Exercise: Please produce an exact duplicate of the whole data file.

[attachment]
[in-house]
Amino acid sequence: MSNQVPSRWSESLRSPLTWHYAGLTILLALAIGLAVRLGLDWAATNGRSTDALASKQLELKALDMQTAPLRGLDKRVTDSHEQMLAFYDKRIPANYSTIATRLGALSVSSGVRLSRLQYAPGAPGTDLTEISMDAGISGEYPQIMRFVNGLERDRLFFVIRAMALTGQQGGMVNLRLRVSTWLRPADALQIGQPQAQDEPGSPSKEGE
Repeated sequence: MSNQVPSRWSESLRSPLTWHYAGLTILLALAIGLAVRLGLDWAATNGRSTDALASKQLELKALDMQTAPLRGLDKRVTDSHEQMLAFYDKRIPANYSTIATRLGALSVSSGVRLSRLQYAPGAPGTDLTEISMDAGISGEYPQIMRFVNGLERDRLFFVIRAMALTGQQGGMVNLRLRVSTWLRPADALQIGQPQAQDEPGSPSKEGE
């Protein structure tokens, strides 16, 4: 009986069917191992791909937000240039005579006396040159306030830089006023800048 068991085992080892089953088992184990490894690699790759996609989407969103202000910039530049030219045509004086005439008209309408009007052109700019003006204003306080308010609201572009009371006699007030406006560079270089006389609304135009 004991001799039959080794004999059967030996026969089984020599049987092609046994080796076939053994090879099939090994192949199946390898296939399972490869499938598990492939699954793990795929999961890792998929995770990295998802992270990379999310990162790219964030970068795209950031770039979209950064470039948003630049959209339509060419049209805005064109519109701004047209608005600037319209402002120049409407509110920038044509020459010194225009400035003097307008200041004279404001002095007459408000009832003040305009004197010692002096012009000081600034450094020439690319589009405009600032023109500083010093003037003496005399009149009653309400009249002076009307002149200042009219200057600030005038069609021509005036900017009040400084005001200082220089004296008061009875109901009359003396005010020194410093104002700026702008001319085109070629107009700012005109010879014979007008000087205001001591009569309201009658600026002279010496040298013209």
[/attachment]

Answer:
[in-house]
Amino acid sequence: MSNQVPSRWSESLRSPLTWHYAGLTILLALAIGLAVRLGLDWAATNGRSTDALASKQLELKALDMQTAPLRGLDKRVTDSHEQMLAFYDKRIPANYSTIATRLGALSVSSGVRLSRLQYAPGAPGTDLTEISMDAGISGEYPQIMRFVNGLERDRLFFVIRAMALTGQQGGMVNLRLRVSTWLRPADALQIGQPQAQDEPGSPSKEGE
Repeated sequence: MSNQVPSRWSESLRSPLTWHYAGLTILLALAIGLAVRLGLDWAATNGRSTDALASKQLELKALDMQTAPLRGLDKRVTDSHEQMLAFYDKRIPANYSTIATRLGALSVSSGVRLSRLQYAPGAPGTDLTEISMDAGISGEYPQIMRFVNGLERDRLFFVIRAMALTGQQGGMVNLRLRVSTWLRPADALQIGQPQAQDEPGSPSKEGE
């Protein structure tokens, strides 16, 4: 009986069917191992791909937000240039005579006396040159306030830089006023800048 068991085992080892089953088992184990490894690699790759996609989407969103202000910039530049030219045509004086005439008209309408009007052109700019003006204003306080308010609201572009009371006699007030406006560079270089006389609304135009 004991001799039959080794004999059967030996026969089984020599049987092609046994080796076939053994090879099939090994192949199946390898296939399972490869499938598990492939699954793990795929999961890792998929995770990295998802992270990379999310990162790219964030970068795209950031770039979209950064470039948003630049959209339509060419049209805005064109519109701004047209608005600037319209402002120049409407509110920038044509020459010194225009400035003097307008200041004279404001002095007459408000009832003040305009004197010692002096012009000081600034450094020439690319589009405009600032023109500083010093003037003496005399009149009653309400009249002076009307002149200042009219200057600030005038069609021509005036900017009040400084005001200082220089004296008061009875109901009359003396005010020194410093104002700026702008001319085109070629107009700012005109010879014979007008000087205001001591009569309201009658600026002279010496040298013209």